Ram-Leela movie review: best lovemaking & flawed climax

I would like to start with a quote by Marilyn Monroe, “We are all born sexual creatures, thank God, but it’s a pity so many people despise and crush this natural gift”. Sanjay Leela Bhansali’s Romeo and Juliet in Ram-Leela are endowed with the ‘natural gift’ that is visually manifested in the epic beauty of Deepika Padukone and the raw machismo of Ranveer. The transformation of Bhansali’s characters in maturity from Hum Dil De Chuke Sanam to Ram-Leela is evident in the Ranveer-Deepika lovemaking sequence, romanticized with the seductive melody of “Ang laga de re”.

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The lovemaking, a breath of fresh air in Bollywood

Ram and Leela’s lovemaking scene is a breath of fresh air in the history of Indian cinema, compared to the usual commercial bedroom scenes in typical Bollywood movies. It is neither overtly erotic nor childishly romantic. It is filmed in the Kamasutra style, with restraint and ease. It is as beautiful as Shakespeare’s love sonnets. Brimming with a rich mix of passion and love out of each pore, the Indian Romeo and Juliet overpower the other on-screen couples in the melodiously fluent, visually fabulous and emotionally flamboyant presentation of their combined ‘natural gift’. It feels like refreshment from the monotony of Imran Hasmi’s crude bedding and kissing scenes.

The epic, erotic & aesthetic beauty of Leela

The other highlight of the movie is the epic, erotic and aesthetic beauty of Bhansali’s Juliet and Deepika’s Leela. With all his creative sensibilities, imaginative powers and sensuous feels, Bhansali has created and shaped her. She floats like a cloud that is sometimes dense, sometimes light, sometimes dark, and sometimes bright across the canvas of colors. Leela is so sporty and dazzling that I would like to describe her as William Wordsworth’s Daffodils. If Yash Chopra was the discoverer of romantic beauty, Sanjay Leela Bhansali is the creator of sensuous beauty in Indian cinema.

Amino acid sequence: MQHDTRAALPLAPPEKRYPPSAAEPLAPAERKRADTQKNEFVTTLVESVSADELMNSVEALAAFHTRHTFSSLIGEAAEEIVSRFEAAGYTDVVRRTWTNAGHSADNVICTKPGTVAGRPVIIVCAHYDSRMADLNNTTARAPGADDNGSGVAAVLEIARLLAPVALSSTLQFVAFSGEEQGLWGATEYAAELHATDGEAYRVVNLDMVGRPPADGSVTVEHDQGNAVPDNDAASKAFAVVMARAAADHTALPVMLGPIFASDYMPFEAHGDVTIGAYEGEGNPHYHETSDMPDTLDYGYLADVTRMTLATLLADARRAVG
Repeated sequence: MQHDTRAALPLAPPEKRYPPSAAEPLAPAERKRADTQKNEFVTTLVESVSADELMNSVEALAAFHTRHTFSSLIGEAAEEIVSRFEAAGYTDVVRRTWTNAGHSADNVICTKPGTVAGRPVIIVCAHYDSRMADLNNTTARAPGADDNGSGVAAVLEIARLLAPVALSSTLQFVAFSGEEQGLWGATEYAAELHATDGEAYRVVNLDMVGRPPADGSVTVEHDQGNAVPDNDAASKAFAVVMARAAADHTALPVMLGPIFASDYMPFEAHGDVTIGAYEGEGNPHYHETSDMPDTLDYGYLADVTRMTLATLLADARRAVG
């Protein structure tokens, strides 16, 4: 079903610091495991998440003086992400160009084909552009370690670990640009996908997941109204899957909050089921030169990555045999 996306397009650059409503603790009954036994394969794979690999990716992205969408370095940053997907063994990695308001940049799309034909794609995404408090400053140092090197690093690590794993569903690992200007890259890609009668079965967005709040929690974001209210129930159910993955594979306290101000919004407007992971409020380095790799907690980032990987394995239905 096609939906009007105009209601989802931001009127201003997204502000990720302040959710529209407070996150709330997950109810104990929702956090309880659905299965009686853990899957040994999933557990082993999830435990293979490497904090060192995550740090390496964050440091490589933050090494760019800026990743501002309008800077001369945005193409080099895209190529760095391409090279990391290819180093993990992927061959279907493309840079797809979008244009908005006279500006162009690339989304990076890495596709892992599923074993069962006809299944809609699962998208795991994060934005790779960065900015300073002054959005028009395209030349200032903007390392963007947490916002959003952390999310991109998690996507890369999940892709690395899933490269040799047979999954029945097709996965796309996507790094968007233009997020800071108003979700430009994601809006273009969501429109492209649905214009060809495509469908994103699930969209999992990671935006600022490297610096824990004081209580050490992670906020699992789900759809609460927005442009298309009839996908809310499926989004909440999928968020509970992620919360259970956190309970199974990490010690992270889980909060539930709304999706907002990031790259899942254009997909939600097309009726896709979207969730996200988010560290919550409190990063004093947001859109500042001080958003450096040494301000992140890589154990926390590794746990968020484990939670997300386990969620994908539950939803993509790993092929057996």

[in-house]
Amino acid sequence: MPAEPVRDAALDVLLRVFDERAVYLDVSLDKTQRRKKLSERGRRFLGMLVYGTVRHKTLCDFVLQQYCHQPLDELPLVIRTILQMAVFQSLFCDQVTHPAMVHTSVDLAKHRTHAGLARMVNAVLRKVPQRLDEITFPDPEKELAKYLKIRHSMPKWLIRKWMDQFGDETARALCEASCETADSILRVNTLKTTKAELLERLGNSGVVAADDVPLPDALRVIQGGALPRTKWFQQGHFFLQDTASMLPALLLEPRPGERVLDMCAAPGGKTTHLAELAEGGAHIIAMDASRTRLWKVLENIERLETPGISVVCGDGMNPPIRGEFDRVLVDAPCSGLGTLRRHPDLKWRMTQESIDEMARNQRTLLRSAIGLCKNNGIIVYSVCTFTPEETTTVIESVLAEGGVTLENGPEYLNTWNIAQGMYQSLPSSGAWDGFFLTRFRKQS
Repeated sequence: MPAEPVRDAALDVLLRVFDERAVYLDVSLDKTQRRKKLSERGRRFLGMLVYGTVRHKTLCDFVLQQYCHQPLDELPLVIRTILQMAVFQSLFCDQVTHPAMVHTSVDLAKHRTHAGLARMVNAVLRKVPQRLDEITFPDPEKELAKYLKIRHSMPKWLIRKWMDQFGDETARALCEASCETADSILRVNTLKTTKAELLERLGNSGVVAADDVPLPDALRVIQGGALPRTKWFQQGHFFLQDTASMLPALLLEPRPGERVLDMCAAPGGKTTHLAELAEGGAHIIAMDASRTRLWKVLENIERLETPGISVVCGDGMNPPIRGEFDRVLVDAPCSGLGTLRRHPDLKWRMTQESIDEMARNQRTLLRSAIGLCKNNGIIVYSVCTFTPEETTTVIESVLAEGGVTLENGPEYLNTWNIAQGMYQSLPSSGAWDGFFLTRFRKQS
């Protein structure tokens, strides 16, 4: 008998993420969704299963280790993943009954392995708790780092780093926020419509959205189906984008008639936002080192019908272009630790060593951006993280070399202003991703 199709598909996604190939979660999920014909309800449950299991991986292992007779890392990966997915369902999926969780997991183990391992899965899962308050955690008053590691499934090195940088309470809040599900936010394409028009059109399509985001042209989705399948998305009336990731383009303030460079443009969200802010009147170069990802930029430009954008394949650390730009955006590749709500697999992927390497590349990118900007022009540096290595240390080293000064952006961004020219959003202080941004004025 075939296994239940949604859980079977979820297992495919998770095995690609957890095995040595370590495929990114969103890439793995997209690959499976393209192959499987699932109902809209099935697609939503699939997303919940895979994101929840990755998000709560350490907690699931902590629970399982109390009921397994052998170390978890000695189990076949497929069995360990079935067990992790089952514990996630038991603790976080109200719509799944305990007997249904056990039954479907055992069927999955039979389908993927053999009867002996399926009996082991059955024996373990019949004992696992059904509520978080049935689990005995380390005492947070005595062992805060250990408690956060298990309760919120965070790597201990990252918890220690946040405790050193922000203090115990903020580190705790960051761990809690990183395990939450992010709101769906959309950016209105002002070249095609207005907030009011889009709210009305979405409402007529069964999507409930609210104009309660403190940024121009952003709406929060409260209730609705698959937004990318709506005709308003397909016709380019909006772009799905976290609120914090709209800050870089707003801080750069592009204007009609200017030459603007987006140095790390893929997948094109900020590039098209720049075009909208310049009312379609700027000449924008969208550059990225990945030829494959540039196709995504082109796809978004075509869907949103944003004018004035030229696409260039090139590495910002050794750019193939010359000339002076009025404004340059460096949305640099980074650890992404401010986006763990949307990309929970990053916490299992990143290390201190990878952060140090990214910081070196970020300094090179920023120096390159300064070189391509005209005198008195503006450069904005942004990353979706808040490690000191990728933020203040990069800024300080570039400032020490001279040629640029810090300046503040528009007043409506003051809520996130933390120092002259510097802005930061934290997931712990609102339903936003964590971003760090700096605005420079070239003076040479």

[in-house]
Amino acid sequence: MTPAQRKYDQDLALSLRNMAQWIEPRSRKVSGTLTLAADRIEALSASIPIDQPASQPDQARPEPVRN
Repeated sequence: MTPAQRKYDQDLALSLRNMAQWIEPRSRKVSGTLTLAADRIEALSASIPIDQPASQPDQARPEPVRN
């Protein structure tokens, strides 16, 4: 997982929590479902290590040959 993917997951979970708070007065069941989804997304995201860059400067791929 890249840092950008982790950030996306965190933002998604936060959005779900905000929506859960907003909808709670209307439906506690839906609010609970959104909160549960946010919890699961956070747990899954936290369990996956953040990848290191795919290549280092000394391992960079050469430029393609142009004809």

The forcefully scripted climax

Besides the unsuitability of the popcorn-flavored item number starring Priyanka Chopra in the ethnic frames of the story, what eminent film critics like Subhash K. Jha has not noticed is the forcefully scripted climax of Bhansali’s Ram-Leela. The order for the massacre of the Rajadi community signed by Leela unknowingly leads to the climax where the Rajadi people, left alive, become thirsty for Leela’s blood considering her responsible for the ultimate violence caused to them. When the Rajadis are burning with lofty flames of wrath for vengeance, Leela’s mother (played by Supriya Pathak) sends a message of peace (like a bucket of water to extinguish the raging fire) that the Sanera community and the Rajadi community would celebrate the Dussehra (ceremonial burning of Ravana’s effigy) together. It is an unconvincing effort by Bhansali’s scriptwriters to hasten the climax. The sudden (positive) change – the transformation of Supriya Pathak’s Lady Macbeth-ian character (merciless) into a natural woman of blood and flesh, love and affection is unconvincing, too.

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